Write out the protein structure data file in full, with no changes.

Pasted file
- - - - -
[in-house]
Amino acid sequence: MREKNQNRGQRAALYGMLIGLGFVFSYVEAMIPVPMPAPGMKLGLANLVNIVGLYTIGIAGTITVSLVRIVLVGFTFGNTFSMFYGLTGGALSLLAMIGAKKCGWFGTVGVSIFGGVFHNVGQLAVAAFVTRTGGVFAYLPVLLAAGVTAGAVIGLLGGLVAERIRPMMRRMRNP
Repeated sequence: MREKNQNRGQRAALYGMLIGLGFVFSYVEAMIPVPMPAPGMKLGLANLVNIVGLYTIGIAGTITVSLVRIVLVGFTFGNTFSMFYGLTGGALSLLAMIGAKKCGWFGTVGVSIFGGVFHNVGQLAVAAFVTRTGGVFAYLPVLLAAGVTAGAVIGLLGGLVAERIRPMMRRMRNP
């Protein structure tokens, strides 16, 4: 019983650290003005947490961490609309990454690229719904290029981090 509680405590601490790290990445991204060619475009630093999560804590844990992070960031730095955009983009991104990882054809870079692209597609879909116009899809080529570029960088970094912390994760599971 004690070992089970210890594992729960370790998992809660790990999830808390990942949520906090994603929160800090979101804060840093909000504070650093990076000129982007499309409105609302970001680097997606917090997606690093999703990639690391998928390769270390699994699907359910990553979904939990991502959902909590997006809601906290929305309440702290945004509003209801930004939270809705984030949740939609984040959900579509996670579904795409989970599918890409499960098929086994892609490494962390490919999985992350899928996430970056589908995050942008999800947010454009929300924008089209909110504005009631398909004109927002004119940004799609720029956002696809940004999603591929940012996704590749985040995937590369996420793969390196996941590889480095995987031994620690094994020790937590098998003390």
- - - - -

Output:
[in-house]
Amino acid sequence: MREKNQNRGQRAALYGMLIGLGFVFSYVEAMIPVPMPAPGMKLGLANLVNIVGLYTIGIAGTITVSLVRIVLVGFTFGNTFSMFYGLTGGALSLLAMIGAKKCGWFGTVGVSIFGGVFHNVGQLAVAAFVTRTGGVFAYLPVLLAAGVTAGAVIGLLGGLVAERIRPMMRRMRNP
Repeated sequence: MREKNQNRGQRAALYGMLIGLGFVFSYVEAMIPVPMPAPGMKLGLANLVNIVGLYTIGIAGTITVSLVRIVLVGFTFGNTFSMFYGLTGGALSLLAMIGAKKCGWFGTVGVSIFGGVFHNVGQLAVAAFVTRTGGVFAYLPVLLAAGVTAGAVIGLLGGLVAERIRPMMRRMRNP
């Protein structure tokens, strides 16, 4: 019983650290003005947490961490609309990454690229719904290029981090 509680405590601490790290990445991204060619475009630093999560804590844990992070960031730095955009983009991104990882054809870079692209597609879909116009899809080529570029960088970094912390994760599971 004690070992089970210890594992729960370790998992809660790990999830808390990942949520906090994603929160800090979101804060840093909000504070650093990076000129982007499309409105609302970001680097997606917090997606690093999703990639690391998928390769270390699994699907359910990553979904939990991502959902909590997006809601906290929305309440702290945004509003209801930004939270809705984030949740939609984040959900579509996670579904795409989970599918890409499960098929086994892609490494962390490919999985992350899928996430970056589908995050942008999800947010454009929300924008089209909110504005009631398909004109927002004119940004799609720029956002696809940004999603591929940012996704590749985040995937590369996420793969390196996941590889480095995987031994620690094994020790937590098998003390």